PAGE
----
• Include sources of dietary fat like olive oil, avocados, nuts, and seeds – they’re great for health, so don’t be afraid to use them in moderation.

Both Harvard School of Public Health’s “Healthy Eating Plate” and the USDA’s “MyPlate” offer general, helpful guides to making balanced meal choices. But ultimately, keep in mind that the key is to follow a lifestyle-based approach that allows for flexibility and variety.

4 - Eat Plenty of Veggies, Fruits, Herbs, and Spices

Whether fresh, frozen, canned, or dried, fruits and veggies are major sources of nutrients our bodies need. They’re packed with vitamins, minerals, antioxidants, phytonutrients, and fiber, which all have amazing effects on our health. Studies have shown that people who eat more produce tend to live longer and have a lower risk for chronic illnesses! Herbs and spices not only add flavor to food, but they also have potent anti-inflammatory and antioxidant effects, which may help improve overall health, too!

When it comes to types of produce, try not to focus only on one color. Since the nutrients in fruits and vegetables vary, it’s important to eat a variety on a regular basis. There are special health benefits to eating red, orange, yellow, green, and blue/purple.

Here are some tips on how you can add more produce to your meals:

  • Keep frozen, canned, and dried fruit and veggies on-hand, especially when fresh produce isn't in season.
    ·       Frozen or canned vegetables can make a quick side dish—just microwave and serve.
    ·       Buy canned fruit that's packed in 100% juice and choose low-sodium or no salt added canned vegetables.
  • Try new types of fruits and vegetables and prepare them in different ways.
    ·       Add flavor to breakfast by topping oatmeal, frozen waffles, Greek yogurt, or cereal with berries or banana slices.
    ·       Texture is everything when it comes to sandwiches, so experiment with veggie toppings such as raw cucumbers, avocado slices, and/or pickled carrots.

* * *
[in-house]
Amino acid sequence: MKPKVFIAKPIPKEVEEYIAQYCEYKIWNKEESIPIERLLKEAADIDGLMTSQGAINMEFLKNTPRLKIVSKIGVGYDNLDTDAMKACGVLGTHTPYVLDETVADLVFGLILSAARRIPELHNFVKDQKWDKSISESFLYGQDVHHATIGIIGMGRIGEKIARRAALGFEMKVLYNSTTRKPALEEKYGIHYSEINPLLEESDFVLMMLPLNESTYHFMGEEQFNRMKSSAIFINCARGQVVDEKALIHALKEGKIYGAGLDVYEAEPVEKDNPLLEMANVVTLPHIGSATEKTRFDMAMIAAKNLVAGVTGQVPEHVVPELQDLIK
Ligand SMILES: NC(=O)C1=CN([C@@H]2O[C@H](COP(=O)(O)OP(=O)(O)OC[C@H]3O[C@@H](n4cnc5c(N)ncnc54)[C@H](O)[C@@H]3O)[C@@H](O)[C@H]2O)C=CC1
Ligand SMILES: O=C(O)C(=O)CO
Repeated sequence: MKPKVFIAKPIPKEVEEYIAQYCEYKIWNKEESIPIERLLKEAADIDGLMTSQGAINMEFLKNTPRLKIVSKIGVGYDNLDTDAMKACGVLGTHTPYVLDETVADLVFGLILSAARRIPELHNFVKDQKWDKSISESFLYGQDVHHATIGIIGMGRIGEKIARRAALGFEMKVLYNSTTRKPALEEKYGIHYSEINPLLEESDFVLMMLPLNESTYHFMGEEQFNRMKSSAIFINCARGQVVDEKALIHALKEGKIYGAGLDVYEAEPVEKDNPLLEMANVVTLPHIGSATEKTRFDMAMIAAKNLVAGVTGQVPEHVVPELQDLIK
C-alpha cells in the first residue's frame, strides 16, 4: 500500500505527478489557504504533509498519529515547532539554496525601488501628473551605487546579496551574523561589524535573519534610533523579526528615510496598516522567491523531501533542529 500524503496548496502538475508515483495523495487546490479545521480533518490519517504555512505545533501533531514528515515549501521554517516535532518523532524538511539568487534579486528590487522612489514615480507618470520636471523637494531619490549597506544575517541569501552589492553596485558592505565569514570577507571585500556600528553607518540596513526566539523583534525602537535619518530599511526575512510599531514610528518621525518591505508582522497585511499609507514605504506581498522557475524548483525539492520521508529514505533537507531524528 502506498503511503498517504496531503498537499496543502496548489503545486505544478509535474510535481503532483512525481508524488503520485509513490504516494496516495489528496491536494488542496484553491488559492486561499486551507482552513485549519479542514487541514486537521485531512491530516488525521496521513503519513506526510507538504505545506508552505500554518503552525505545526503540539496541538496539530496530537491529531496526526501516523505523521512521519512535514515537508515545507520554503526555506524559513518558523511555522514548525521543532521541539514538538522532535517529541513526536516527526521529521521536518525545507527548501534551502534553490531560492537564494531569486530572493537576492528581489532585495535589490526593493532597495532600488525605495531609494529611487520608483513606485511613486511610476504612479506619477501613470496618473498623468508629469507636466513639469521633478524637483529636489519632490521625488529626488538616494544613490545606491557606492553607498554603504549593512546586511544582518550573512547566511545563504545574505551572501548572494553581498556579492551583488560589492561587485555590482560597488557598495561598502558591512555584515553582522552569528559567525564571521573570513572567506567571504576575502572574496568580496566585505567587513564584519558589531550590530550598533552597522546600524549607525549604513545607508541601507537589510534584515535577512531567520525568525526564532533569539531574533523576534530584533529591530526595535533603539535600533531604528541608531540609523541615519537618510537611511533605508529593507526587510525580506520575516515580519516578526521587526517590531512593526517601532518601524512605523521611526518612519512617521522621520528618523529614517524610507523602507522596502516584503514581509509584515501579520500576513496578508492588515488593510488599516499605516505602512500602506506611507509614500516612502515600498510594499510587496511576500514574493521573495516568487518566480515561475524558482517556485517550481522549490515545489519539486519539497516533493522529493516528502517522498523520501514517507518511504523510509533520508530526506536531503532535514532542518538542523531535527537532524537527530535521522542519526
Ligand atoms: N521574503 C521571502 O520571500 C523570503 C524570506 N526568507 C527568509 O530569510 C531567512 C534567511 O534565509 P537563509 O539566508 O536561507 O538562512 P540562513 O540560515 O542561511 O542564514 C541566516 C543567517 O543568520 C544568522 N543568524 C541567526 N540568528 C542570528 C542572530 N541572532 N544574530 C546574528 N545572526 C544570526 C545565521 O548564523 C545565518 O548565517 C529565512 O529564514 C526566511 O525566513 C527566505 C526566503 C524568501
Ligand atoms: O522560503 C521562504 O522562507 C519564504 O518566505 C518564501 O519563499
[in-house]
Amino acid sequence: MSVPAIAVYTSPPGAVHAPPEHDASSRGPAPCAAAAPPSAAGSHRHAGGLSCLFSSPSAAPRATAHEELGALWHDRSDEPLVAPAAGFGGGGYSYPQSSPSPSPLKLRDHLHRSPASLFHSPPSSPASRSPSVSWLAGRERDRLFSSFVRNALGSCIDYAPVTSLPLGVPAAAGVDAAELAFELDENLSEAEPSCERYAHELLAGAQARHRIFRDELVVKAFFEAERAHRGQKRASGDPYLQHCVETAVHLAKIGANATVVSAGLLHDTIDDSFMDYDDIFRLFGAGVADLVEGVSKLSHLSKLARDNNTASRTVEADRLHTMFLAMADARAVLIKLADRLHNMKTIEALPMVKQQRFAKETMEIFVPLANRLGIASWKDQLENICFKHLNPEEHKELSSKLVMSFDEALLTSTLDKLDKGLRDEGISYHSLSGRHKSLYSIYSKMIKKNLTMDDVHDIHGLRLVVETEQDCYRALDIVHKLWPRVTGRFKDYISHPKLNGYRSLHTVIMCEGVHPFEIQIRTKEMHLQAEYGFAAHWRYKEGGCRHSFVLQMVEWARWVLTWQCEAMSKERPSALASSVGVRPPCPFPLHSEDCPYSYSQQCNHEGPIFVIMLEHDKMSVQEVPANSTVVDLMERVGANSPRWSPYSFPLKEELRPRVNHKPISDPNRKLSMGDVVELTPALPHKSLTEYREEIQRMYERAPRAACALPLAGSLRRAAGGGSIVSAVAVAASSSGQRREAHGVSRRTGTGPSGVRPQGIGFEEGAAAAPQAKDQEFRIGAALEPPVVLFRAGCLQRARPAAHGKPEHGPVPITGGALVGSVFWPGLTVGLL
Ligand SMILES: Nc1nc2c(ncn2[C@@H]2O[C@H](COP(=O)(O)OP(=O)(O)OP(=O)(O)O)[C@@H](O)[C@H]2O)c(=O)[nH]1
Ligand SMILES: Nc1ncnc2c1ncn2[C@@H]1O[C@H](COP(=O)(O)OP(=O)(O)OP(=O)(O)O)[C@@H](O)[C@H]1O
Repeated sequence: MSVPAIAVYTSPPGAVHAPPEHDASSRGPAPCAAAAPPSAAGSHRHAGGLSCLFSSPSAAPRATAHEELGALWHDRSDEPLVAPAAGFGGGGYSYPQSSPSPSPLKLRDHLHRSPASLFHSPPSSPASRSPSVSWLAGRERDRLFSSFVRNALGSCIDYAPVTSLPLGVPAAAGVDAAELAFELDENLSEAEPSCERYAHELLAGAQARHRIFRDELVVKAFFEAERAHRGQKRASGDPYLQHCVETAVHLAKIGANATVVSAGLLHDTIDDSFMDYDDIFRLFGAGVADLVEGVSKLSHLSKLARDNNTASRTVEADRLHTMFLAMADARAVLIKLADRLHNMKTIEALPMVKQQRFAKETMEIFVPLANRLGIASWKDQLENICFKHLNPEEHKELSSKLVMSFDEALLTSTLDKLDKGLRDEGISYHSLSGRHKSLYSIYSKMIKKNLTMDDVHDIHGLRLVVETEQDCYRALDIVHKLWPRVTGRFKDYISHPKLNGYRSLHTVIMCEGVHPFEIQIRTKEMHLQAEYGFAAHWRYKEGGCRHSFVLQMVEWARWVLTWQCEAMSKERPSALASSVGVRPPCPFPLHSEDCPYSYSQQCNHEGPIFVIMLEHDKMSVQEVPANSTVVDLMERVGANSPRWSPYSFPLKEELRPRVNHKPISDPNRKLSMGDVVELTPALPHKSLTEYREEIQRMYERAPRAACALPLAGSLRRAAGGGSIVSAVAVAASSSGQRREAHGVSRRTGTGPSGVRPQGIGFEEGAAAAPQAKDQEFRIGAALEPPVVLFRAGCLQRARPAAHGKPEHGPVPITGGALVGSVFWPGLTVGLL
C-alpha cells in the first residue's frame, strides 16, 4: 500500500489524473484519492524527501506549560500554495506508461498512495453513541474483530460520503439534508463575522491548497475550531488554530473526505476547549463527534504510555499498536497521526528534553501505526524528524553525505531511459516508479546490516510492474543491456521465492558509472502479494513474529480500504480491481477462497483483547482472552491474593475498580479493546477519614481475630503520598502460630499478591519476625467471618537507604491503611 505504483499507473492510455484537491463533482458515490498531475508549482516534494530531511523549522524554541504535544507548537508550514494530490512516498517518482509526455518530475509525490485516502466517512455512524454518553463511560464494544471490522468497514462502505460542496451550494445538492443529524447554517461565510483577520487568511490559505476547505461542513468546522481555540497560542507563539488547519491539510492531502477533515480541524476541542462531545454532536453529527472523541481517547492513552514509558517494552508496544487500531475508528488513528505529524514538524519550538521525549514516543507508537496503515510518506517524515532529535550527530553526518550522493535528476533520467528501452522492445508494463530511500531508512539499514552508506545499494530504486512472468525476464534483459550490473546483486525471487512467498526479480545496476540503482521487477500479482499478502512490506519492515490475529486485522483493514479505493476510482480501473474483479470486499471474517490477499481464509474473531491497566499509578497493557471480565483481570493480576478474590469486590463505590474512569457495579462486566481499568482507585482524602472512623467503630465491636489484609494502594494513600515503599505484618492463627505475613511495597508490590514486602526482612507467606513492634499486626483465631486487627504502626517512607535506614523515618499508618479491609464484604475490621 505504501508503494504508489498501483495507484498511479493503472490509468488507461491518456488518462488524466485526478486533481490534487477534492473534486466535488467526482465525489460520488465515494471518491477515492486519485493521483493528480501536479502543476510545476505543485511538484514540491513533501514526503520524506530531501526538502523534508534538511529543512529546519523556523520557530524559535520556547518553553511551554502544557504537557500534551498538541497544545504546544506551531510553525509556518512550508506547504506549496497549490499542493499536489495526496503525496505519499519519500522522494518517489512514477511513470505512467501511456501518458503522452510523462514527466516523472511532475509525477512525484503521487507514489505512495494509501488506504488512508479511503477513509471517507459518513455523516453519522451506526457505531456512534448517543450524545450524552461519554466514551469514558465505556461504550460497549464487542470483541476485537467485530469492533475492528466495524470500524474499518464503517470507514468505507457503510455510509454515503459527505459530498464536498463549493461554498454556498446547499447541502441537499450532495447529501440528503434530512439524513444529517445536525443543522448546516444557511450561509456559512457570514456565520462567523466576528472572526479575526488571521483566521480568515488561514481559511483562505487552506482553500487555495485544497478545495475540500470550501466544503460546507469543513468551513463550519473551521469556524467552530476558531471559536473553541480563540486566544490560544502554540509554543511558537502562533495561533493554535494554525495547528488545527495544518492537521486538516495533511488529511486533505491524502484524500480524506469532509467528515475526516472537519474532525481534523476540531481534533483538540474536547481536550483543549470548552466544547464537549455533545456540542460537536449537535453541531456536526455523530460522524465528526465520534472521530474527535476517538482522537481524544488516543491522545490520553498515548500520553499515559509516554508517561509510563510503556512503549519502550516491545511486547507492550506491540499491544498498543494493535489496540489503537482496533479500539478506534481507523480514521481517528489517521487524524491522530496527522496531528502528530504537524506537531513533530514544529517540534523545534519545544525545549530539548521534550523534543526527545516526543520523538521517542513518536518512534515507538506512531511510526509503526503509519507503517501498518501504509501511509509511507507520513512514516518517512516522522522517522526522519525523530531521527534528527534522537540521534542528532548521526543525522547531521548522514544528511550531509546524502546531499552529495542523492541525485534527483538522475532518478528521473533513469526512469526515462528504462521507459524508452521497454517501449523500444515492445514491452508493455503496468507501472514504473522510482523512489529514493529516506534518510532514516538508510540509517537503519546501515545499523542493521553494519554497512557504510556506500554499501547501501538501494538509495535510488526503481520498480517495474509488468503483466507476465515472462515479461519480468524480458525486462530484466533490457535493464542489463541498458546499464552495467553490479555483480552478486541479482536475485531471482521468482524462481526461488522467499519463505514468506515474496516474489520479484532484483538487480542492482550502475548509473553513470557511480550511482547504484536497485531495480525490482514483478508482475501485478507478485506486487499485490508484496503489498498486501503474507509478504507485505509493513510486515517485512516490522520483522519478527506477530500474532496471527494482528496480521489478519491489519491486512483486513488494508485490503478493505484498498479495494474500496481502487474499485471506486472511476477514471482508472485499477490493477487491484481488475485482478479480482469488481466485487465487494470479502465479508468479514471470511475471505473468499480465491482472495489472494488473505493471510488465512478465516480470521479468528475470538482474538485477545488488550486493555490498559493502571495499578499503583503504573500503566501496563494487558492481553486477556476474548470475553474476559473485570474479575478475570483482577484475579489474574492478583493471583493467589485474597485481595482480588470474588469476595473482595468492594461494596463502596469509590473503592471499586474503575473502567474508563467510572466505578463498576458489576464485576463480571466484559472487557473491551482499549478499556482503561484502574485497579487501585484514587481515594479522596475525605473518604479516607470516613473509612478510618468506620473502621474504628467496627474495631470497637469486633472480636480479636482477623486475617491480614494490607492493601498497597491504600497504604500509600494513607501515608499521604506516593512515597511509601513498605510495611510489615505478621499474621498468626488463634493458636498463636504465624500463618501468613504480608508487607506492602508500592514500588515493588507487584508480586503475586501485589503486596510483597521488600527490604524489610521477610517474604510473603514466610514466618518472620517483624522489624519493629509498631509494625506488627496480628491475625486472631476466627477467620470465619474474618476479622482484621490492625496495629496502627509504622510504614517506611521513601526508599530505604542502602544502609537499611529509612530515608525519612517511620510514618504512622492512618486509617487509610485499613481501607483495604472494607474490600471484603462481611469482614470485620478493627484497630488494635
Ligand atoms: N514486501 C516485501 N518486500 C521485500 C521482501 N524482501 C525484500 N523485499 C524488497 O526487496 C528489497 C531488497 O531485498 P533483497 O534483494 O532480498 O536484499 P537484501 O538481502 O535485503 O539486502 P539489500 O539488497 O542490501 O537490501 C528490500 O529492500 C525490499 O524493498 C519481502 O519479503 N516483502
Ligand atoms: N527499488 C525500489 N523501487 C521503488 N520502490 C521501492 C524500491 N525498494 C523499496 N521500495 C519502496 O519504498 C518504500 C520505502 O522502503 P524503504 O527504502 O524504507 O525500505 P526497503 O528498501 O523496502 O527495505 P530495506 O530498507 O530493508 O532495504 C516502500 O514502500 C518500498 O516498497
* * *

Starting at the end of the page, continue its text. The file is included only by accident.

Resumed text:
• Add variety to produce with herbs and spices.
    ·       Try adding herbs such as rosemary, thyme, oregano, sage, and/or parsley to grilled or steamed veggies.
    ·       Create a naturally sweet dessert with fresh fruit and cinnamon.

5 - Don’t Forget About Fluids

If a person loses more water than he or she takes in, the body can become dehydrated. Even mild dehydration may cause headaches, dizziness, fatigue, and digestion problems, confused hunger signals, and may impact mood, memory, or how well one’s able to process information. These symptoms often go away once the body gets rehydrated.

Want a quick and easy way to check if you’re getting enough water? It may sound strange but check the color of your urine. If you are consuming enough fluids, the urine color will be a pale-yellow color (almost clear). If it is the color of apple juice (a dark yellow or amber color), you may need to increase the amount you consume.

Aim to quench thirst with water as a primary hydration source. For more flavor, add a squeeze of lemon or orange juice, mint, or cucumber slices.

About Danielle

Danielle Gaffen, MS, RDN, LD

Danielle Gaffen is a Registered Dietitian Nutritionist (RDN) and founder of Eat Well Crohn’s Colitis, a virtual tele-nutrition practice in the United States. Danielle's mom needed two feet of her intestines removed (she had an ileostomy that was ultimately reversed) and her husband has Crohn’s disease. Understanding the link between nutrition and gut disease prompted Danielle to obtain her master’s degree in Nutritional Sciences, become a registered dietitian, and ultimately specialize in nutrition for people with GI conditions.